The Ultimate BBQ Sixer Guide

October 23, 2017

To beer or not to beer? Well, to beer obviously. But what beer should you beer? Allow us to guide you through this labyrinth of tastes, types and prices. What will we find in the center of this labyrinth? No, something even better: beer. Read this guide and you’ll know the right kind of beer to bring to the right kind of barbie.

Domestic or Imported?

Countries normally craft bevvies to suit the needs of their people. So despite what some purists might say, an import can be the perfect choice, depending on the situation.

Australian beers are crafted for the Australian climate. They’re meant to be served ice-cold, which is refreshing, but can dull the flavour. So to really taste them, our beers are normally extra bitter. Perfect for a barbie on a hot day outdoors.

Mexican beers are meant to be drunk in a period of relaxation. The added citrus element makes it slightly acidic and tropical, so try one of these for a beachside gathering.

Or maybe you’re having late nights with friends – deep and meaningful conversations, hugs. In Denmark, they call that hygge (hoo-ga), which is why their beers are brewed with strong, deep flavours and a warm heaviness.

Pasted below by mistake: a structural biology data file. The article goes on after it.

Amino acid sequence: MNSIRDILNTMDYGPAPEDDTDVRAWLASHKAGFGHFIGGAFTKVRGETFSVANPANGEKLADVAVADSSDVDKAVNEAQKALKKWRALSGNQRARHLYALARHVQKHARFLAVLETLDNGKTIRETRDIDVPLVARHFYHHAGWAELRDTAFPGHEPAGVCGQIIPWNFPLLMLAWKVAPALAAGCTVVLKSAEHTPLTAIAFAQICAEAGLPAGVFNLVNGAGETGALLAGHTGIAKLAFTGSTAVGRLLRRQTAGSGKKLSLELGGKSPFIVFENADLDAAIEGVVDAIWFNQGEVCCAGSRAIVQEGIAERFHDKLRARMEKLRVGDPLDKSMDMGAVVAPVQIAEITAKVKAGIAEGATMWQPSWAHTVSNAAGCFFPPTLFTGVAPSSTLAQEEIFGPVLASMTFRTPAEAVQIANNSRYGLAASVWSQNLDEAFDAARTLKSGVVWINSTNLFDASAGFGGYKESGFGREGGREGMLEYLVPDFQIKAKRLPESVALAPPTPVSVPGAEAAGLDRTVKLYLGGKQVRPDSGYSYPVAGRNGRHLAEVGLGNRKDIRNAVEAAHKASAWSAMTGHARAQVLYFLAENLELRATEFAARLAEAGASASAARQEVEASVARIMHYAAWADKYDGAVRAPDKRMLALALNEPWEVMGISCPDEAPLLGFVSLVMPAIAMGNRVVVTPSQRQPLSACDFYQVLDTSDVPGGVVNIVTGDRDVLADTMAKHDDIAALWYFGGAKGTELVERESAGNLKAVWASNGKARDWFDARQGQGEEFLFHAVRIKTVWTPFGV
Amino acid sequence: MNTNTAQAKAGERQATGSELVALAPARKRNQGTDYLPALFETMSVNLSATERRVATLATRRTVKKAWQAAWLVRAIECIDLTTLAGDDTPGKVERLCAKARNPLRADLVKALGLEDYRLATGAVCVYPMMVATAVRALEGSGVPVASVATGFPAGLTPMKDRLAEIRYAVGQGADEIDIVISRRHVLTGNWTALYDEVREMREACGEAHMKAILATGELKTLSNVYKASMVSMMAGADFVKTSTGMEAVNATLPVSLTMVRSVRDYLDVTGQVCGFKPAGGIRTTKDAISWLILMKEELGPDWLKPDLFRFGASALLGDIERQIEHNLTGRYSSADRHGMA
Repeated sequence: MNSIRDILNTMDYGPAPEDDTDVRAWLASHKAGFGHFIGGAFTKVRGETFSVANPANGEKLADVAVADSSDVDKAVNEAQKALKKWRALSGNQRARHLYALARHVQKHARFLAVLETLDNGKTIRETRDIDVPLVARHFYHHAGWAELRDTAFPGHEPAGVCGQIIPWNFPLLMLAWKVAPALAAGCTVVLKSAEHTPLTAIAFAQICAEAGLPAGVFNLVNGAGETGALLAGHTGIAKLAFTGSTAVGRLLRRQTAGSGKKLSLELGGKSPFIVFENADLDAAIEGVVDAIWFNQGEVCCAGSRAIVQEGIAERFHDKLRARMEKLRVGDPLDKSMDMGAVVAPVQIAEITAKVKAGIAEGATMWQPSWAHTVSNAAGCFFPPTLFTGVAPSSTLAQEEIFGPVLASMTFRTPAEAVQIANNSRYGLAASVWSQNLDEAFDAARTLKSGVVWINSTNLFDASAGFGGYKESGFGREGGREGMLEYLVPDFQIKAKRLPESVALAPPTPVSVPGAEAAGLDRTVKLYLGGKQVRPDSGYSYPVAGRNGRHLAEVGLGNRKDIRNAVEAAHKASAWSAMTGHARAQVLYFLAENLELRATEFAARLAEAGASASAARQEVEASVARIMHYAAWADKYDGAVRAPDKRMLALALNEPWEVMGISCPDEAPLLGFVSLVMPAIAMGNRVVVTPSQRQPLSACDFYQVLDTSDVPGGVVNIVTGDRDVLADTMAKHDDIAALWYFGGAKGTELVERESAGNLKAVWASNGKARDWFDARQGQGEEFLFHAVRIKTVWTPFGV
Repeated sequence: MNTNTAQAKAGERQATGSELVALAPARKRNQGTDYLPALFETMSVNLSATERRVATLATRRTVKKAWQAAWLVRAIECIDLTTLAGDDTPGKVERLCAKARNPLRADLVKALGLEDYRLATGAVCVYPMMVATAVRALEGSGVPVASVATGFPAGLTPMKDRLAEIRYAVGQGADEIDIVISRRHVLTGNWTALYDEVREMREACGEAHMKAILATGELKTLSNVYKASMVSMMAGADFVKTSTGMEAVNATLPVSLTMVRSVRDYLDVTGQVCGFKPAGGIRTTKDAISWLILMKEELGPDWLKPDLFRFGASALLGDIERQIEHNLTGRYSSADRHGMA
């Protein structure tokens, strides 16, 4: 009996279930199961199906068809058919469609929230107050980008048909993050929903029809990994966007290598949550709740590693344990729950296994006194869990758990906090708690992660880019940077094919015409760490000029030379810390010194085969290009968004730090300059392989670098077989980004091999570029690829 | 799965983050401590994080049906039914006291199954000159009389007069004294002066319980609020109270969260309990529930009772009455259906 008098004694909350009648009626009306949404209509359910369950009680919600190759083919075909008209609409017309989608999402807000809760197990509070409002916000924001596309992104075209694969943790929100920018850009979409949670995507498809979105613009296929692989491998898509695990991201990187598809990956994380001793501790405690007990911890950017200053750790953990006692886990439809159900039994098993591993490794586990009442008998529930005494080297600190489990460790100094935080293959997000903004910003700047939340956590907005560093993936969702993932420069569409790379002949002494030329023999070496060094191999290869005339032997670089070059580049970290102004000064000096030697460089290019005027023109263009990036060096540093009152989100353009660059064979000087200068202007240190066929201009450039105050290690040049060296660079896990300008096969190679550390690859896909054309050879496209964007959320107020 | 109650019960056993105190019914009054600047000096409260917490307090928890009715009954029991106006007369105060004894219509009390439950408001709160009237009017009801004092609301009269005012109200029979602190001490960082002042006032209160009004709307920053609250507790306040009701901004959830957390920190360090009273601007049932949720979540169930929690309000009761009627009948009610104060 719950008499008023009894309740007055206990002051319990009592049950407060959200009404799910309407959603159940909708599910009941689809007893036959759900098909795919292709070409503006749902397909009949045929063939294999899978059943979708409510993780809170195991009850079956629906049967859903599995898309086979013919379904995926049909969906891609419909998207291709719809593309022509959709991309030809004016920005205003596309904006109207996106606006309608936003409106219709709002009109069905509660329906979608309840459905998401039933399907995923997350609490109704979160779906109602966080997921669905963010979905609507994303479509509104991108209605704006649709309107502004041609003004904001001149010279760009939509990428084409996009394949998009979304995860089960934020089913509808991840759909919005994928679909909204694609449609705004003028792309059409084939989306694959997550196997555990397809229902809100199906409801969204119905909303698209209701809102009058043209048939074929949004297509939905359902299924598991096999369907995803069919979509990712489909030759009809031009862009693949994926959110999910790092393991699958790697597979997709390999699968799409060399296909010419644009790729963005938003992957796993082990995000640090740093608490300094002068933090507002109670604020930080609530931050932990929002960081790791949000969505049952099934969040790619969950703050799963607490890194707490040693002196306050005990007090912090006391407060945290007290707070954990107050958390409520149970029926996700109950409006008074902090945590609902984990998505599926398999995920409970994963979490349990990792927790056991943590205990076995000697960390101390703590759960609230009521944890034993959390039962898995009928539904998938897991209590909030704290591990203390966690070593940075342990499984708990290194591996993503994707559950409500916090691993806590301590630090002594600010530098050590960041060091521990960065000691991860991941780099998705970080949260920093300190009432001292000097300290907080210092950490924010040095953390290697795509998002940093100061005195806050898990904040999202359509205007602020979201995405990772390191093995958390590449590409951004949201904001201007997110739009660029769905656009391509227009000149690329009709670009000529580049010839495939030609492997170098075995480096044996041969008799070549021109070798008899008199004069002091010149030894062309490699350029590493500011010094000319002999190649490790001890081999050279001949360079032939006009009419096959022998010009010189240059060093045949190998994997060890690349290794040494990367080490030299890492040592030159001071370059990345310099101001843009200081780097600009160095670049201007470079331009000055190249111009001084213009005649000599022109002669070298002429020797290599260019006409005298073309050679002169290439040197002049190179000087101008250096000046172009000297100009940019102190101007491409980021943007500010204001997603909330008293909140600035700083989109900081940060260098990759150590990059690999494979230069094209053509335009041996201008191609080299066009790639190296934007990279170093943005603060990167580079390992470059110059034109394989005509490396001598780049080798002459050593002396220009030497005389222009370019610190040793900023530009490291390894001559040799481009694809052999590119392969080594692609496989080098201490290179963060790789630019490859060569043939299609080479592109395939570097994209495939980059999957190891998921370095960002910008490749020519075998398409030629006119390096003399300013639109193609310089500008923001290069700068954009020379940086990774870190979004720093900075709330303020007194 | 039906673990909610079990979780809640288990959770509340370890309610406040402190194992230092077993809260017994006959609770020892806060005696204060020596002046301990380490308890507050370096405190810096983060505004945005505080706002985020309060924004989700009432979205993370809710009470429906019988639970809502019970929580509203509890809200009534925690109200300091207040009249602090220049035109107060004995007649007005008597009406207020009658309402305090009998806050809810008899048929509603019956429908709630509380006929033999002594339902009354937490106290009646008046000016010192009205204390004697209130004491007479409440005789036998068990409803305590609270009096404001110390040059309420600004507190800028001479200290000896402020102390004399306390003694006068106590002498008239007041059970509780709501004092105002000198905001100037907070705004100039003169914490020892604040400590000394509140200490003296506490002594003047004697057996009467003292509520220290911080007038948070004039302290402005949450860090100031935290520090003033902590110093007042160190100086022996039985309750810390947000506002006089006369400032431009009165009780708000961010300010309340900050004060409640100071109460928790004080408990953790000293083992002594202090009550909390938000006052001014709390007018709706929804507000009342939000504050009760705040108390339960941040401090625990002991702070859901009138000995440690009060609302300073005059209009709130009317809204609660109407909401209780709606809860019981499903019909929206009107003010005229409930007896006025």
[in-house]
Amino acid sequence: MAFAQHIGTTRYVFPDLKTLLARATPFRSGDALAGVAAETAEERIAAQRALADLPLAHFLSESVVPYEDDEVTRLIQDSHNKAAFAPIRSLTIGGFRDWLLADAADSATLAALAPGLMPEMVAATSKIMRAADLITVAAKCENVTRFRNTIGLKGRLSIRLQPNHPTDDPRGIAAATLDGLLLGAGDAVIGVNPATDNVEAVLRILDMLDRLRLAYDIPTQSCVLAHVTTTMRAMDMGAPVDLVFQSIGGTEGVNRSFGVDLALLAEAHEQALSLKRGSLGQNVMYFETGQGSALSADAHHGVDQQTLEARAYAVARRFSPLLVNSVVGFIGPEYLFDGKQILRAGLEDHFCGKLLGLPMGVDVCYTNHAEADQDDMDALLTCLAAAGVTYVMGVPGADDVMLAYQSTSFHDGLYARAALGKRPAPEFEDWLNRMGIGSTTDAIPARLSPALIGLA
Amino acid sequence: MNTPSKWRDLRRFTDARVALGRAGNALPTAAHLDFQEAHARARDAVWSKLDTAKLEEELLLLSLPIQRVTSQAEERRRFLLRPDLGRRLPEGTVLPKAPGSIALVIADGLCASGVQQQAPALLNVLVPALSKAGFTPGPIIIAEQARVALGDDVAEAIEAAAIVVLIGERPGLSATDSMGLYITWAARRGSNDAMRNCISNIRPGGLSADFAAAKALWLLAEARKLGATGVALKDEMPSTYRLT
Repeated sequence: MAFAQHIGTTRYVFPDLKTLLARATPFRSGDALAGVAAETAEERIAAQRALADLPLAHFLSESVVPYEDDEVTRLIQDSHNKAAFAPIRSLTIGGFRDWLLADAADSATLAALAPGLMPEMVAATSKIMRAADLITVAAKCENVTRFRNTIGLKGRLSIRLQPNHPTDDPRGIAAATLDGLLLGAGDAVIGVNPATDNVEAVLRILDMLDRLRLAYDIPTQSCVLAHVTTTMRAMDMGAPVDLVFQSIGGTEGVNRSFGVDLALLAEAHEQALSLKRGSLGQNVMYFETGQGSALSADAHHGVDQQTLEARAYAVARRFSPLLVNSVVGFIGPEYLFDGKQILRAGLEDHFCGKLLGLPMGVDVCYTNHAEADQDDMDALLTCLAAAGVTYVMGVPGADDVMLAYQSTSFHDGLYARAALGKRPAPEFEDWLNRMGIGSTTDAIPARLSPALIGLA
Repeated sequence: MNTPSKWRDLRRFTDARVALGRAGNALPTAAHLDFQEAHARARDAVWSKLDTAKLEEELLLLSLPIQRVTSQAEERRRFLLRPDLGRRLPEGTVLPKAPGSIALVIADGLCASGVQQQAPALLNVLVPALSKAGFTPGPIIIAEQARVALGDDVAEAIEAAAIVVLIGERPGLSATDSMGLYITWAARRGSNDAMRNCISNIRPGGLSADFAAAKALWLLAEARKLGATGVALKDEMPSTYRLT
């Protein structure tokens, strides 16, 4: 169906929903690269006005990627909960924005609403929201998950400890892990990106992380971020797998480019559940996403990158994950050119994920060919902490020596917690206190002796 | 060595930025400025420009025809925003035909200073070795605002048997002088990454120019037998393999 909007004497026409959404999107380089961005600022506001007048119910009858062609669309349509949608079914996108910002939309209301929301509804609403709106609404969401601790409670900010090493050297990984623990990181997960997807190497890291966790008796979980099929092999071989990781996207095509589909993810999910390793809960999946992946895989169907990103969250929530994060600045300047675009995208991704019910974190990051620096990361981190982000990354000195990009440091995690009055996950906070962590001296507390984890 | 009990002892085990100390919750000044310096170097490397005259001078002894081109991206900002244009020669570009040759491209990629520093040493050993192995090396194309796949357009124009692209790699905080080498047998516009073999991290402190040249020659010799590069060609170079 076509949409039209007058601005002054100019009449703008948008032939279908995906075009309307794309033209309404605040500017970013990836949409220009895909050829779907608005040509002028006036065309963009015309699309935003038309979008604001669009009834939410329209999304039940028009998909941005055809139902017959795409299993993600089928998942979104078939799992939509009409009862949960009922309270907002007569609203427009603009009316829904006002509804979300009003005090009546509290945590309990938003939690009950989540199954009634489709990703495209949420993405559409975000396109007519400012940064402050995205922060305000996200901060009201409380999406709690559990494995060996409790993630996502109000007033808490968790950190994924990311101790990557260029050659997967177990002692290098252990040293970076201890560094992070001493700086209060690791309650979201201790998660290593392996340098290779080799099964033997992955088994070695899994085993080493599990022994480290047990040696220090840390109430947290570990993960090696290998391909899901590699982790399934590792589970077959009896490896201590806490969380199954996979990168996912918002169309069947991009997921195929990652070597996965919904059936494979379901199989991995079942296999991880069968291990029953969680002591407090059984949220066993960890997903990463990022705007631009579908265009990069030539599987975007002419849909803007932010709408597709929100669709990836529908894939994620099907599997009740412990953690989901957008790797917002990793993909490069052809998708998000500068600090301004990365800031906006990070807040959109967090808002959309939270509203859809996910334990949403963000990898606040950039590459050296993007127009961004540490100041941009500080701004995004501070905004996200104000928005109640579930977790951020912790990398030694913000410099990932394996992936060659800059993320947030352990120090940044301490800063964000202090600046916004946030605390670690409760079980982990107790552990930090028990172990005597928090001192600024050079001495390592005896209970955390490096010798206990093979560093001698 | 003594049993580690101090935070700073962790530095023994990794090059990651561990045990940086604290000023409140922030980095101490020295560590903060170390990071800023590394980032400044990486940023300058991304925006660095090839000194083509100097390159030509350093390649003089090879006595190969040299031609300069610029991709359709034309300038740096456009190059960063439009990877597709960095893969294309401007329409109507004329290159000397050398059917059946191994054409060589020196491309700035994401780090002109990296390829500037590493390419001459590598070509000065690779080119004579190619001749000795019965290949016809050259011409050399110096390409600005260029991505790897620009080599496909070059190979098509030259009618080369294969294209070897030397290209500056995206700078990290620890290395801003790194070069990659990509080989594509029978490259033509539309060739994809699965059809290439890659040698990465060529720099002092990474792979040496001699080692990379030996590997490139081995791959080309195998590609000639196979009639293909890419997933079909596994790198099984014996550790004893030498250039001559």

Bitter or Sweet?

Here’s a life hack for you. Let’s just clear this up right now. If a beer is ‘malty’, it means it’s sweeter and breadier. If a beer is ‘hoppy’, it’s probably more bitter, floral or fruity. There you go. Now you can read tasting notes and actually know what they’re saying.

So pale ale is named for its pale malts, which bring out more of a hoppy flavour. These beers can be bitter, citrusy, fruity and floral – it all depends on the balance – but don’t expect a strong malty flavour. They are perfect for warm weather afternoons, so give the person running the barbie a pale.

IPA is heavily hopped, for extra bitterness. This style has the strongest bitter flavours, and more of a roasted malt vibe. Drink IPAs ice-cold, in the dead heat of summer, and give one to the person who has to set up the barbie.

Pick up a lager to find the best balance between malty and hoppy flavours. Lagers are grassy and dry, with a delicate sweetness; bring them out during a game of sport or over some light snacks.

Dark ales are made with just roasted malt, which gives it darker colouring. They have a distinct chocolatey flavor with minimal hops. Drink dark ales in the dead of winter, maybe over fondue.